This signal came out too early. The yield curve became inverted in November 1978, but the next significant correction began in February 1980!
October 27, 1980
The yield curve became inverted less than a month before the S&P began a significant correction in late-November 1980.
May 31, 1989
Once again, the yield curve inverted way too early. The next significant correction began in July 1990.
July 28, 2000
Yes, the yield curve did invert after the S&P topped in March 2000. However, the S&P made a massive flat top. It just so happened that the exact top was in March. The S&P almost made a new high in early-September 2000.
In addition, the 1990s bull market led to a bubble of epic proportions. Our model told us to switch to 100% cash mid-1999, almost a year before the bull market topped.
August 2, 2006
The yield curve became inverted in August 2006 because savvy investors recognized that the U.S. economy was going down.
However, this was more than 1 year before the bull market topped in October 2007. Investors who sat on the sidelines would have missed out on huge profits.
Yield curve conclusion
You can see that the results vary widely. Based on this indicator, the bull market can end immediately after the yield curve inverts, or it can end more than 1 year after the yield curve inverts! With the 10 year – 3 month curve still far from being inverted, I am not concerned about this indicator (yet).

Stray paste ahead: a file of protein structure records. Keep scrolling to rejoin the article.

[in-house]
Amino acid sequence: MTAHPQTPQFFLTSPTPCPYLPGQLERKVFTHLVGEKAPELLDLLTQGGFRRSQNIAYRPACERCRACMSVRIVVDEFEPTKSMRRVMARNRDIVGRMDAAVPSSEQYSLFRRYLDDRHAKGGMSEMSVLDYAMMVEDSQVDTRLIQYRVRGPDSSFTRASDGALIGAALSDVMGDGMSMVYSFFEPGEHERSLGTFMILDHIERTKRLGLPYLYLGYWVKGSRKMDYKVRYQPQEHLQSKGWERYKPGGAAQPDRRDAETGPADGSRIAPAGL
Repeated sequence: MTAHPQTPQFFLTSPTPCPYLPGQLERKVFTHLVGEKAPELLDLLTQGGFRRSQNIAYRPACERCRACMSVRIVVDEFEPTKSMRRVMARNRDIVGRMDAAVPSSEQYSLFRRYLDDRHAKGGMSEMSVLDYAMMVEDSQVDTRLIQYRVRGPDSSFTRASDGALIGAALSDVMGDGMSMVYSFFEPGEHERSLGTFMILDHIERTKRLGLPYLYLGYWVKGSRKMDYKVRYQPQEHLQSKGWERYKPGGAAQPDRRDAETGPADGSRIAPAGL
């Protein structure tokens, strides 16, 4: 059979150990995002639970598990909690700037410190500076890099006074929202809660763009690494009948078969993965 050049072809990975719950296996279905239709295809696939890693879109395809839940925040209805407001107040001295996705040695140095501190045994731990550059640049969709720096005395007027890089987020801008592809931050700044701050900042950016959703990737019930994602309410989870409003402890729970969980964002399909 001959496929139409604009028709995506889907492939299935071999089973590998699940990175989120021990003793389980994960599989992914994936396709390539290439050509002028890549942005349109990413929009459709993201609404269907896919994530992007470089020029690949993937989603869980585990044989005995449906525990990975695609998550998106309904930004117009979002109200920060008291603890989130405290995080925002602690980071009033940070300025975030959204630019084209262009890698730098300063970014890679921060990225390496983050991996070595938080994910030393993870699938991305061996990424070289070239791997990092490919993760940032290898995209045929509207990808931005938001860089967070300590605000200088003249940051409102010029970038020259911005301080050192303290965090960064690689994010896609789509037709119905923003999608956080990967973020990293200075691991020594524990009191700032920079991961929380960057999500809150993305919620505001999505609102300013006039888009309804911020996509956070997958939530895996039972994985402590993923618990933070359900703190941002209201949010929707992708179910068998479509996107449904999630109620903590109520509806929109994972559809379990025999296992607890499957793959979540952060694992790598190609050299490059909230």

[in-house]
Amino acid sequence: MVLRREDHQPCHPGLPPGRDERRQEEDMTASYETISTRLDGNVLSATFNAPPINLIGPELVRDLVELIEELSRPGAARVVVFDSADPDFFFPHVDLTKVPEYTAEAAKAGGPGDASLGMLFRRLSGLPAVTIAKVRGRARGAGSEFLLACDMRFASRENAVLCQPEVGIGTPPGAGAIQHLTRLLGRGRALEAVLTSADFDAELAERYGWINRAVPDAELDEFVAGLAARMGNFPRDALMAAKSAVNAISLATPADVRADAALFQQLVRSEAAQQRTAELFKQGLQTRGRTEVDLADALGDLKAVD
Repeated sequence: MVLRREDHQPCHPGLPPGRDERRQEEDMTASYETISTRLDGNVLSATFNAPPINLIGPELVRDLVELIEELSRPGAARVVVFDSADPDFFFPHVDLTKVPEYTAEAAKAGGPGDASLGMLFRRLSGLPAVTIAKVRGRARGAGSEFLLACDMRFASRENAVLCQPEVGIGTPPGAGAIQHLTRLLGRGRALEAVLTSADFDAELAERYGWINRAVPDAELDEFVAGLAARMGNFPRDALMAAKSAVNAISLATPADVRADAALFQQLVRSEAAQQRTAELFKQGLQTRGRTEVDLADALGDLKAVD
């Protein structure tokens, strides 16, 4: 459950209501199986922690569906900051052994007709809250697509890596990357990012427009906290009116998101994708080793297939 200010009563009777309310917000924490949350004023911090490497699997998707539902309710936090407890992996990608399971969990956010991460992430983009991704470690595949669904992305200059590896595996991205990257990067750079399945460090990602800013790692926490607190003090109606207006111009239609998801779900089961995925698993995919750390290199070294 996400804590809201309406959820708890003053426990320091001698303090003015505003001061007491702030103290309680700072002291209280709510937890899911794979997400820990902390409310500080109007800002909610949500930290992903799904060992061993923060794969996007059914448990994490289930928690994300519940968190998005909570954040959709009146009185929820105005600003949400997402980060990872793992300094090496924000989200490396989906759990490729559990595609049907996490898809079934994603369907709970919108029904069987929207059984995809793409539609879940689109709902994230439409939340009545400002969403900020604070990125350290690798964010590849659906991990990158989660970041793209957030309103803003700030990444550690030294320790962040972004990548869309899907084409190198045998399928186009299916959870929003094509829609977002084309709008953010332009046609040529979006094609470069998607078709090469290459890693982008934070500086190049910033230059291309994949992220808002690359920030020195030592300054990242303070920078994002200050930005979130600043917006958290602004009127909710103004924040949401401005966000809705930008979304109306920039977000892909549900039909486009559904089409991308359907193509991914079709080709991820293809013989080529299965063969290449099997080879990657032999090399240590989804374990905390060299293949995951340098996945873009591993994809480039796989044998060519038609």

The output gap is an economics concept that states:
The output gap is the difference between actual and potential economic output. “Potential output” (aka potential GDP) is a number that economists guesstimate. The economy performs below potential output most of the time. Hence, there is an output gap most the time, except when the economy is on fire.
Here is an estimate of the output gap right now.
As you can see, the U.S. economy just went from being below potential output to being above potential output.
In the past 3 economic expansions (1980s, 1980s, and 2000s), it has taken an average of 3.33 years for the economy to go from being above potential output to a recession. Of course, this isn’t a large sample size. But it results in the same conclusion as the yield curve, which our model confirms:
The current bull market still has at least 1-2 years left. Emphasis on “at least”.